Bonds' defense rested its case in his three-week perjury trial without calling any witnesses.
Assistant U.S. Attorney Jeffrey Nedrow said Bonds testified falsely before a 2003 federal grand jury because steroid use would "taint" his achievements, including the major league record for career home runs, the Los Angeles Times reported.
The Times said Nedrow told jurors to use their "common sense" and asked if it was plausible that an athlete making $17 million a year would use drugs -- provided by his personal trainer -- without asking what they were.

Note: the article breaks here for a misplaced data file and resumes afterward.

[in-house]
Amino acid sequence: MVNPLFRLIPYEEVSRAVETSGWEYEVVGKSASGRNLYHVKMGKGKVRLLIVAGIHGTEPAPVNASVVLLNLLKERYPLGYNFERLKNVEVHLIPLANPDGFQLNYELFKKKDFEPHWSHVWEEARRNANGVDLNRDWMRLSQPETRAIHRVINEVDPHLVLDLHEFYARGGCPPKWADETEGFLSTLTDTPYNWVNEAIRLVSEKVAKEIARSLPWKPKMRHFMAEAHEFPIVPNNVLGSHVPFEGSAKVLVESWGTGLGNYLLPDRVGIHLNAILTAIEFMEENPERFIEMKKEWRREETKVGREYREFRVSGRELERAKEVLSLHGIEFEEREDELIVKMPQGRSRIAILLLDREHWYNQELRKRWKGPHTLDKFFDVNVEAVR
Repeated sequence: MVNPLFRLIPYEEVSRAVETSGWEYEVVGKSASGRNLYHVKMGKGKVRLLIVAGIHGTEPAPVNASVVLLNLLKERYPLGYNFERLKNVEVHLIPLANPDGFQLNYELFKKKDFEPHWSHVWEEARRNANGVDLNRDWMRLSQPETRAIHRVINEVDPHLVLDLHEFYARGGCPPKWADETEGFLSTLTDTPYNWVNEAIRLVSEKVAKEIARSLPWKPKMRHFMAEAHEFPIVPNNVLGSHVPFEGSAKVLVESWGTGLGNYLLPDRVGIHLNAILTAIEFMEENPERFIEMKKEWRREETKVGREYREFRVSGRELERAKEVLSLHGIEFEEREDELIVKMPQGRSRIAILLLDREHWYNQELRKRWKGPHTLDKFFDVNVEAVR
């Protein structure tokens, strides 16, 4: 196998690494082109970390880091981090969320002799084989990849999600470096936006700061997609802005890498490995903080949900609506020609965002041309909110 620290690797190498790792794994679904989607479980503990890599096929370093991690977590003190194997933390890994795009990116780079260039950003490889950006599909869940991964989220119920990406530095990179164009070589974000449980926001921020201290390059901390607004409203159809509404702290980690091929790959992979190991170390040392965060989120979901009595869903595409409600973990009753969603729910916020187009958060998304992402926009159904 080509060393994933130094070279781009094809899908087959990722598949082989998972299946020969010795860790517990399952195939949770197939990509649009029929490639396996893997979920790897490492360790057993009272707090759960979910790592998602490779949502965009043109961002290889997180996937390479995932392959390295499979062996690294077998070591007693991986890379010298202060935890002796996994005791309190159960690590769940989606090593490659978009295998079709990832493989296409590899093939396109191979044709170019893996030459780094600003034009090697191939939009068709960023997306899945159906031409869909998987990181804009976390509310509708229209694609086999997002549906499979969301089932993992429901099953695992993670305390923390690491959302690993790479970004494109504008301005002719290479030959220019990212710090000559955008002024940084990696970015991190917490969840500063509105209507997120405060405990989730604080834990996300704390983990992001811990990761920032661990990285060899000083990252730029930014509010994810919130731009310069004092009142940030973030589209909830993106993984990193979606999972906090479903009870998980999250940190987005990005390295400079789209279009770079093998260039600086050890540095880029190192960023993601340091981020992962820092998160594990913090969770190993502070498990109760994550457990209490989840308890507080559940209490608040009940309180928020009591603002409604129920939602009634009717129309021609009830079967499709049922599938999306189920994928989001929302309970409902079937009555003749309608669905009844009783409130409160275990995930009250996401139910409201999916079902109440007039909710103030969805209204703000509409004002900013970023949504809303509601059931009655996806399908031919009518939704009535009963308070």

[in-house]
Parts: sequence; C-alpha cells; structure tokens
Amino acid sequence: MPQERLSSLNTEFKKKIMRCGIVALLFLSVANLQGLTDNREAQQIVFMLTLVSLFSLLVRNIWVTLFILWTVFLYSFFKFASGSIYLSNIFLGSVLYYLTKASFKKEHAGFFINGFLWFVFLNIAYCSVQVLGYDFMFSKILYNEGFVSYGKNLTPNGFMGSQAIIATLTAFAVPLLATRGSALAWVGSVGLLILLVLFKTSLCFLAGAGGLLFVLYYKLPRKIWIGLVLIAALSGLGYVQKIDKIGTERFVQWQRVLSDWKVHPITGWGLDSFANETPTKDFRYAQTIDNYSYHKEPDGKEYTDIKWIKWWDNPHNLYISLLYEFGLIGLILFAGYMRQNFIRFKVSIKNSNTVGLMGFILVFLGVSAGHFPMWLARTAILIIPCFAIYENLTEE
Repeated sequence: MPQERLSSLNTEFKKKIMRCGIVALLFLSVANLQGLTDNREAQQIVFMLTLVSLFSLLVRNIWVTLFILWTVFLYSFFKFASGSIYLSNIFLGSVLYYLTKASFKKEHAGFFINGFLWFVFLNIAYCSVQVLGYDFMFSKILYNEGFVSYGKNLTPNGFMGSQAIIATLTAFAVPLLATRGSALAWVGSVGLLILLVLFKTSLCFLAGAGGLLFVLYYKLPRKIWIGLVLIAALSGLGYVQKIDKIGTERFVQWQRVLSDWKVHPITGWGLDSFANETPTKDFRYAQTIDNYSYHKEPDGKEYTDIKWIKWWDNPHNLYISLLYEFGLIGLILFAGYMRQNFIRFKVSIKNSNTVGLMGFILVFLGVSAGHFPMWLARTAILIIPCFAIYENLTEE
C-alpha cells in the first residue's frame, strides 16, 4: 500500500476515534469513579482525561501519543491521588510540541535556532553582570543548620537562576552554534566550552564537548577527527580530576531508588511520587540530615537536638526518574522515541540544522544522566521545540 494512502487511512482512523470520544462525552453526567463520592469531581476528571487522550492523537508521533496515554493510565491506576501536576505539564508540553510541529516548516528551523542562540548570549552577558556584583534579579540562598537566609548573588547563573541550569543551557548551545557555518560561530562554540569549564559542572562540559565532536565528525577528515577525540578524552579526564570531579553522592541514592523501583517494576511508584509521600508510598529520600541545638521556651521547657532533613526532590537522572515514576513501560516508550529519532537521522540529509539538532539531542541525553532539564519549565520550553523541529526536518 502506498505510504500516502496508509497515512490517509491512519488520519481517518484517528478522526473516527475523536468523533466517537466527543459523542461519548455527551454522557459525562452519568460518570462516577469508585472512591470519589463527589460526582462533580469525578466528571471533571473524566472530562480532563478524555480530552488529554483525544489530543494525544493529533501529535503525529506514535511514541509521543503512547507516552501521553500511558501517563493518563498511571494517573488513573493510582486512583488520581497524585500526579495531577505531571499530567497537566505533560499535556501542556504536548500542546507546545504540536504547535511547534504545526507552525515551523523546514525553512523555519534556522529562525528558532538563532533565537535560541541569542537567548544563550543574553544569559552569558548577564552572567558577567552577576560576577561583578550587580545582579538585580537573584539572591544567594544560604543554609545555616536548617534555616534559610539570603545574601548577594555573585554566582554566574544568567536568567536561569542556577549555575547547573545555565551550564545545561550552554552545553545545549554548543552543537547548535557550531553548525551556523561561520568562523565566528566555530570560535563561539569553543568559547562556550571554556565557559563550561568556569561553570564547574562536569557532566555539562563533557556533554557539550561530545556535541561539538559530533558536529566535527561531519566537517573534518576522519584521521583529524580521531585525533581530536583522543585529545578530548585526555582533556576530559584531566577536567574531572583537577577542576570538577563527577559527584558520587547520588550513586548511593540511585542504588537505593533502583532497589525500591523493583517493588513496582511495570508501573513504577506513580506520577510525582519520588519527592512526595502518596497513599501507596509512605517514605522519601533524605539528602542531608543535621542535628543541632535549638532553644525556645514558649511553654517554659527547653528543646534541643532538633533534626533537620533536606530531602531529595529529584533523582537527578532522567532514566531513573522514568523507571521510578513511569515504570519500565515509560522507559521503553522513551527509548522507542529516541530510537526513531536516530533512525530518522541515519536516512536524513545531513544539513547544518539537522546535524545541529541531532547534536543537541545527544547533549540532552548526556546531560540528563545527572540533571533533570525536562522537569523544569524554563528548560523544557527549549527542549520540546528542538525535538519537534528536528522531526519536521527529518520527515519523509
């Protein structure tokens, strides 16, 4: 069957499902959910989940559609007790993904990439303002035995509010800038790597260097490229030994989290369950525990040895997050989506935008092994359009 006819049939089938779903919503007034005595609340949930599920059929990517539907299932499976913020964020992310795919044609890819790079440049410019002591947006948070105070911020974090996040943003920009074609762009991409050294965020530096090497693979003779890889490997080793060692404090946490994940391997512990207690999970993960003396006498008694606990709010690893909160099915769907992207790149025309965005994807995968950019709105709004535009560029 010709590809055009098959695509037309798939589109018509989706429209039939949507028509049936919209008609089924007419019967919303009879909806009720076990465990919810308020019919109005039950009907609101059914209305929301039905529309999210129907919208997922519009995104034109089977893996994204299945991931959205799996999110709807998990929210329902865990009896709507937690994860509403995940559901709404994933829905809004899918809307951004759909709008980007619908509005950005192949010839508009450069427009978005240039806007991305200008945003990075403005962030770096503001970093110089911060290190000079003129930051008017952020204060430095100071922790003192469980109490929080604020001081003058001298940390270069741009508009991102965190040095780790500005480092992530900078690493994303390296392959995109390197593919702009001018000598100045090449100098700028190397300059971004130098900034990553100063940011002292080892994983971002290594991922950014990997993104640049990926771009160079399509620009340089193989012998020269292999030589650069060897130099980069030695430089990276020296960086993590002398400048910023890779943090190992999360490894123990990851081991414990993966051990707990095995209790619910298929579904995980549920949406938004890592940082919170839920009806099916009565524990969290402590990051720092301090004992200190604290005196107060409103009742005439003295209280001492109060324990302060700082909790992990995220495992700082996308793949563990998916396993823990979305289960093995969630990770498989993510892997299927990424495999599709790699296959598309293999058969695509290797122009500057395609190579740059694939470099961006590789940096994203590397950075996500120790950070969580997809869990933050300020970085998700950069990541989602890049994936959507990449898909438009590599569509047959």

Bonds earlier told a grand jury he used two substances identified as steroids, but personal trainer Greg Anderson had told him they were arthritis cream and flaxseed oil.
Nedrow pointed to four baseball players who testified Anderson supplied them with performance-enhancing drugs, and admitted they knew Anderson was giving them performance-enhancing drugs, the Times said.
The newspaper said Bonds looked grim while Nedrow outlined his case.
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